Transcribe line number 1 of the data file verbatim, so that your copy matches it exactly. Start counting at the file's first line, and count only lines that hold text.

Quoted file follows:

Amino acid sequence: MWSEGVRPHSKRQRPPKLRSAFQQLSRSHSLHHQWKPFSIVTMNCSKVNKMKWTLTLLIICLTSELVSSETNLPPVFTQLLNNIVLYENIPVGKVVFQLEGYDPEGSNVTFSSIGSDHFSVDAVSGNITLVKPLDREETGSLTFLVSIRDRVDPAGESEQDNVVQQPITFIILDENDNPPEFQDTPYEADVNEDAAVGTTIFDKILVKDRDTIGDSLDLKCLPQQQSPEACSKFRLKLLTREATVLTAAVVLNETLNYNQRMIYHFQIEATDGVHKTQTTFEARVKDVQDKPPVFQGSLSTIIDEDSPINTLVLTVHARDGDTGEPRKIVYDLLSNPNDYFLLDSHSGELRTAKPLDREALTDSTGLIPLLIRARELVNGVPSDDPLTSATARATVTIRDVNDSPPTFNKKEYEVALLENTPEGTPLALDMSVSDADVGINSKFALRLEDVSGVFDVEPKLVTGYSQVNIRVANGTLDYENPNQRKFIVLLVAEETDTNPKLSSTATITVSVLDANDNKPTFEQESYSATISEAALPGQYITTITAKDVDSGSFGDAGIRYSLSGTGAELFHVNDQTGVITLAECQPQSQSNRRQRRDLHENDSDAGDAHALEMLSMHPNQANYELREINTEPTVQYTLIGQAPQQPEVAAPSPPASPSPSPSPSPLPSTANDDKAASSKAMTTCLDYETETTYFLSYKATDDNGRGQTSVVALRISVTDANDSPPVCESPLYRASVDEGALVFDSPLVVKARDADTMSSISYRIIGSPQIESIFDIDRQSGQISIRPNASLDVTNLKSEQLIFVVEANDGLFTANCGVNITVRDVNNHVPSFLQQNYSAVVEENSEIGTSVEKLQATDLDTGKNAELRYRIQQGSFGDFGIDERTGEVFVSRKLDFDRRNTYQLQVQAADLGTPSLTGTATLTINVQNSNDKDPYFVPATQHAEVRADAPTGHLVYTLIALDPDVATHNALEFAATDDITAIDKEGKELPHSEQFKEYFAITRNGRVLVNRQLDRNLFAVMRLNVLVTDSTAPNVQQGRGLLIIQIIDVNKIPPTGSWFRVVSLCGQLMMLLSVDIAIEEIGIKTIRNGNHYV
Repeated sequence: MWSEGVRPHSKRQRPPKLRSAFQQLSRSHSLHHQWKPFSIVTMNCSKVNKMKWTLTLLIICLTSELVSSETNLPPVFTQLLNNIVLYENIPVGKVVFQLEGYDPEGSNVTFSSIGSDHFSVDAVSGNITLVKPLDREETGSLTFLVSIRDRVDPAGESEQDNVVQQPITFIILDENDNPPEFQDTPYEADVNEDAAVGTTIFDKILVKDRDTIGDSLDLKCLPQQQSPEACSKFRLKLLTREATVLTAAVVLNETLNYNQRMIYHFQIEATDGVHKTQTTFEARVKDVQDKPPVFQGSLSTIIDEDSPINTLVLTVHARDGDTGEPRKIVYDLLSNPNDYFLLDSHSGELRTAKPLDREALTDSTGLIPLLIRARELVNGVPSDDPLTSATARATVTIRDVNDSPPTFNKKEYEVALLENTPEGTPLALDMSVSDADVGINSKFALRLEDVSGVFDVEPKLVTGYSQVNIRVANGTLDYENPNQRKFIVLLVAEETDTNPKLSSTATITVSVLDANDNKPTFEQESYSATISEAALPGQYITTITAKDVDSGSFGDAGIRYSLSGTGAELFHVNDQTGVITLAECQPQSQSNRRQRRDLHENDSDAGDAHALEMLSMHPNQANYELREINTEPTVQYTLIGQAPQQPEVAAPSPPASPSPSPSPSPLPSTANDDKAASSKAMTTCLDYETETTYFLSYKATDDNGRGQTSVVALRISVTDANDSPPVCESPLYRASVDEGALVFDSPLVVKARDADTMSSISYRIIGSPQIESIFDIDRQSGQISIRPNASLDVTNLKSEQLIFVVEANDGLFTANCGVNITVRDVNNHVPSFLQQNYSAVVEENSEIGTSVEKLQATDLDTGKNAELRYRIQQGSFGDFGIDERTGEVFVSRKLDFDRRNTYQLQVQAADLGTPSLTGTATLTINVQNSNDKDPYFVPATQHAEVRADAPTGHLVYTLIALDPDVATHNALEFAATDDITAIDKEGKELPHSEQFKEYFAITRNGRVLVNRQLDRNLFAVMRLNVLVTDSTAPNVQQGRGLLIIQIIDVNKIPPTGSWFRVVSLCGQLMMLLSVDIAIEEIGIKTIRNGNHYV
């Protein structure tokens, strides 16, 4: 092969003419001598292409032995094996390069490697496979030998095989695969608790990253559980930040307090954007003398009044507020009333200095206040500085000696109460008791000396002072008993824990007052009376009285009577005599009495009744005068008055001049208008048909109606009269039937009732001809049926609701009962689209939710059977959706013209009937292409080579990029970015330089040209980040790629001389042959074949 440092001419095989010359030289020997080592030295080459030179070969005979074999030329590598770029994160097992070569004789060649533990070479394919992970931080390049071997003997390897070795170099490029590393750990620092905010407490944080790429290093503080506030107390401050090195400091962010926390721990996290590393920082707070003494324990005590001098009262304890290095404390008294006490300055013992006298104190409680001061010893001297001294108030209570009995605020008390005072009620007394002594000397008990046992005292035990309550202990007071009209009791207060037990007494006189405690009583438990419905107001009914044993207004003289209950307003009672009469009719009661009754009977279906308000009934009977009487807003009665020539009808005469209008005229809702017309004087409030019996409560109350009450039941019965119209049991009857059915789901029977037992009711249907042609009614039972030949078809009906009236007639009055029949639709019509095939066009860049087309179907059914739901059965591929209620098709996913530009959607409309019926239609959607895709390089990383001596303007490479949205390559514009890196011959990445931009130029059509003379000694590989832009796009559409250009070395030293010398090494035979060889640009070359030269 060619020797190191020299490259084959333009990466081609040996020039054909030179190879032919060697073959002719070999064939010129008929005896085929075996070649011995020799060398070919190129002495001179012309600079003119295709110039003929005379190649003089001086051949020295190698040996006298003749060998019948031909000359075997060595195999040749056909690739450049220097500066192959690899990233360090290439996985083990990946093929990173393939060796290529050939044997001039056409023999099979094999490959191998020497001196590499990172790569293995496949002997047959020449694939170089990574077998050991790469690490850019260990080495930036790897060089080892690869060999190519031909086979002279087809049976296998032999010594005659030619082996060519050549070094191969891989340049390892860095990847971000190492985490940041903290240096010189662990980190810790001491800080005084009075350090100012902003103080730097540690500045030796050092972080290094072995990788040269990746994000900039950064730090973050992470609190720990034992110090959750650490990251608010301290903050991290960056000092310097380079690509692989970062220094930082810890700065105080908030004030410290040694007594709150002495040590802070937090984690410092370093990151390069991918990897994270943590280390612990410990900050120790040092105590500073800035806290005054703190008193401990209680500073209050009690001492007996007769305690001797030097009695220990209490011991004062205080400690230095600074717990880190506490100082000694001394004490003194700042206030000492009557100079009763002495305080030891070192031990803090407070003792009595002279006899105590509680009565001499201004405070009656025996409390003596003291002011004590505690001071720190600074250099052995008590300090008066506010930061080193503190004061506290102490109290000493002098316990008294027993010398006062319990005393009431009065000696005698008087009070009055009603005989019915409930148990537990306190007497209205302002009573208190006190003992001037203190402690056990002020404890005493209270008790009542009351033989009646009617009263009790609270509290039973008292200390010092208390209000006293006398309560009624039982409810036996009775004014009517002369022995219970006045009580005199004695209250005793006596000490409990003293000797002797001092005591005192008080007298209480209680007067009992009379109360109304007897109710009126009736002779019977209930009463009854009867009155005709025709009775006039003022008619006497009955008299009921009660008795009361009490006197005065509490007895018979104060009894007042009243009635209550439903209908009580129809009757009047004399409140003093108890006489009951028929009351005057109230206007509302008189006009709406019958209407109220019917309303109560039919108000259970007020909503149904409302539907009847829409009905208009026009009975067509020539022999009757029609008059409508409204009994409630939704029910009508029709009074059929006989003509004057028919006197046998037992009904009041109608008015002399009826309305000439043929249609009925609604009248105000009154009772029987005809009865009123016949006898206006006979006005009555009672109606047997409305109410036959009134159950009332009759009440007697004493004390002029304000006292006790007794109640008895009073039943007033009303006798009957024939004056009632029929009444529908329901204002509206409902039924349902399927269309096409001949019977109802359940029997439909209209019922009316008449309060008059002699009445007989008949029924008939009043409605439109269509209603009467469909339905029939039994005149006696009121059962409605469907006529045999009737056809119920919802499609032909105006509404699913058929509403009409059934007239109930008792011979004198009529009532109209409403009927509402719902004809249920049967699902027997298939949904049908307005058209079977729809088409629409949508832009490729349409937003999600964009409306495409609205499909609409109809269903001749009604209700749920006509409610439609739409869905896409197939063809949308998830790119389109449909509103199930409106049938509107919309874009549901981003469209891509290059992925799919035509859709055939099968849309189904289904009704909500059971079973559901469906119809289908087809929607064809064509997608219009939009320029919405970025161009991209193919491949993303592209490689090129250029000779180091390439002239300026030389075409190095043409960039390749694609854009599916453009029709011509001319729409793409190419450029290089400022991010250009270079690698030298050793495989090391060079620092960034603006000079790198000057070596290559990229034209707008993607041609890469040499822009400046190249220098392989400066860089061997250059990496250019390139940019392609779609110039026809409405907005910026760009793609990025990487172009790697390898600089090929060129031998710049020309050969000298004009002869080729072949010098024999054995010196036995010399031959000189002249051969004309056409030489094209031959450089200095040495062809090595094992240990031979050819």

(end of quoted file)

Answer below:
Amino acid sequence: MWSEGVRPHSKRQRPPKLRSAFQQLSRSHSLHHQWKPFSIVTMNCSKVNKMKWTLTLLIICLTSELVSSETNLPPVFTQLLNNIVLYENIPVGKVVFQLEGYDPEGSNVTFSSIGSDHFSVDAVSGNITLVKPLDREETGSLTFLVSIRDRVDPAGESEQDNVVQQPITFIILDENDNPPEFQDTPYEADVNEDAAVGTTIFDKILVKDRDTIGDSLDLKCLPQQQSPEACSKFRLKLLTREATVLTAAVVLNETLNYNQRMIYHFQIEATDGVHKTQTTFEARVKDVQDKPPVFQGSLSTIIDEDSPINTLVLTVHARDGDTGEPRKIVYDLLSNPNDYFLLDSHSGELRTAKPLDREALTDSTGLIPLLIRARELVNGVPSDDPLTSATARATVTIRDVNDSPPTFNKKEYEVALLENTPEGTPLALDMSVSDADVGINSKFALRLEDVSGVFDVEPKLVTGYSQVNIRVANGTLDYENPNQRKFIVLLVAEETDTNPKLSSTATITVSVLDANDNKPTFEQESYSATISEAALPGQYITTITAKDVDSGSFGDAGIRYSLSGTGAELFHVNDQTGVITLAECQPQSQSNRRQRRDLHENDSDAGDAHALEMLSMHPNQANYELREINTEPTVQYTLIGQAPQQPEVAAPSPPASPSPSPSPSPLPSTANDDKAASSKAMTTCLDYETETTYFLSYKATDDNGRGQTSVVALRISVTDANDSPPVCESPLYRASVDEGALVFDSPLVVKARDADTMSSISYRIIGSPQIESIFDIDRQSGQISIRPNASLDVTNLKSEQLIFVVEANDGLFTANCGVNITVRDVNNHVPSFLQQNYSAVVEENSEIGTSVEKLQATDLDTGKNAELRYRIQQGSFGDFGIDERTGEVFVSRKLDFDRRNTYQLQVQAADLGTPSLTGTATLTINVQNSNDKDPYFVPATQHAEVRADAPTGHLVYTLIALDPDVATHNALEFAATDDITAIDKEGKELPHSEQFKEYFAITRNGRVLVNRQLDRNLFAVMRLNVLVTDSTAPNVQQGRGLLIIQIIDVNKIPPTGSWFRVVSLCGQLMMLLSVDIAIEEIGIKTIRNGNHYV